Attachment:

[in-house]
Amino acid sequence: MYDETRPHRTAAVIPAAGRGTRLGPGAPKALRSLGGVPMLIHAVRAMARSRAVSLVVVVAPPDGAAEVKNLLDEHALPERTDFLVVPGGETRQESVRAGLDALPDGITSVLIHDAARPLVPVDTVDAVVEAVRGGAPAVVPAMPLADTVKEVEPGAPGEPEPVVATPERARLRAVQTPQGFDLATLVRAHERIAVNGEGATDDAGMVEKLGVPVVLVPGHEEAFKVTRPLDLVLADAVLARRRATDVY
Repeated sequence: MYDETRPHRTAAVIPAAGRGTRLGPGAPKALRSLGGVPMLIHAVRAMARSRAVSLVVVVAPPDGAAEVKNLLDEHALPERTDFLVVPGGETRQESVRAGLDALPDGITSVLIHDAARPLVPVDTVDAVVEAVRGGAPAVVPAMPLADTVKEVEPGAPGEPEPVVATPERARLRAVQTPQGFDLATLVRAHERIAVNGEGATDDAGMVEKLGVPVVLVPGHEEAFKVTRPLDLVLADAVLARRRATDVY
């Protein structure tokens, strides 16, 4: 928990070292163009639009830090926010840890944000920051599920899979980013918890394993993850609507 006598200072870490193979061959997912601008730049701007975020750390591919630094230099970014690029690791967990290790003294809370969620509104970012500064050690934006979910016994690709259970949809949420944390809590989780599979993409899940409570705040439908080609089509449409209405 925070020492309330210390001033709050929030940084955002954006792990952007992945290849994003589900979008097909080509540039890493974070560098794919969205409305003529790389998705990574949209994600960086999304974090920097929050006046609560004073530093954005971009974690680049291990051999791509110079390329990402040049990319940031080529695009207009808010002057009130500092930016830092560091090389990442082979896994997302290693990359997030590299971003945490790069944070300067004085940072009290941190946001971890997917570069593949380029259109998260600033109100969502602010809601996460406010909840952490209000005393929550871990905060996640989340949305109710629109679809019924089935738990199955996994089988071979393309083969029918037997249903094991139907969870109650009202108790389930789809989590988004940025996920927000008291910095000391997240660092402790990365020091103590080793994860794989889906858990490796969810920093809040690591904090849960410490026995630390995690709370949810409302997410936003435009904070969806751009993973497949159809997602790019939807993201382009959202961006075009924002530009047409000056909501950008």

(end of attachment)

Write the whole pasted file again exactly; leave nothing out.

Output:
[in-house]
Amino acid sequence: MYDETRPHRTAAVIPAAGRGTRLGPGAPKALRSLGGVPMLIHAVRAMARSRAVSLVVVVAPPDGAAEVKNLLDEHALPERTDFLVVPGGETRQESVRAGLDALPDGITSVLIHDAARPLVPVDTVDAVVEAVRGGAPAVVPAMPLADTVKEVEPGAPGEPEPVVATPERARLRAVQTPQGFDLATLVRAHERIAVNGEGATDDAGMVEKLGVPVVLVPGHEEAFKVTRPLDLVLADAVLARRRATDVY
Repeated sequence: MYDETRPHRTAAVIPAAGRGTRLGPGAPKALRSLGGVPMLIHAVRAMARSRAVSLVVVVAPPDGAAEVKNLLDEHALPERTDFLVVPGGETRQESVRAGLDALPDGITSVLIHDAARPLVPVDTVDAVVEAVRGGAPAVVPAMPLADTVKEVEPGAPGEPEPVVATPERARLRAVQTPQGFDLATLVRAHERIAVNGEGATDDAGMVEKLGVPVVLVPGHEEAFKVTRPLDLVLADAVLARRRATDVY
């Protein structure tokens, strides 16, 4: 928990070292163009639009830090926010840890944000920051599920899979980013918890394993993850609507 006598200072870490193979061959997912601008730049701007975020750390591919630094230099970014690029690791967990290790003294809370969620509104970012500064050690934006979910016994690709259970949809949420944390809590989780599979993409899940409570705040439908080609089509449409209405 925070020492309330210390001033709050929030940084955002954006792990952007992945290849994003589900979008097909080509540039890493974070560098794919969205409305003529790389998705990574949209994600960086999304974090920097929050006046609560004073530093954005971009974690680049291990051999791509110079390329990402040049990319940031080529695009207009808010002057009130500092930016830092560091090389990442082979896994997302290693990359997030590299971003945490790069944070300067004085940072009290941190946001971890997917570069593949380029259109998260600033109100969502602010809601996460406010909840952490209000005393929550871990905060996640989340949305109710629109679809019924089935738990199955996994089988071979393309083969029918037997249903094991139907969870109650009202108790389930789809989590988004940025996920927000008291910095000391997240660092402790990365020091103590080793994860794989889906858990490796969810920093809040690591904090849960410490026995630390995690709370949810409302997410936003435009904070969806751009993973497949159809997602790019939807993201382009959202961006075009924002530009047409000056909501950008």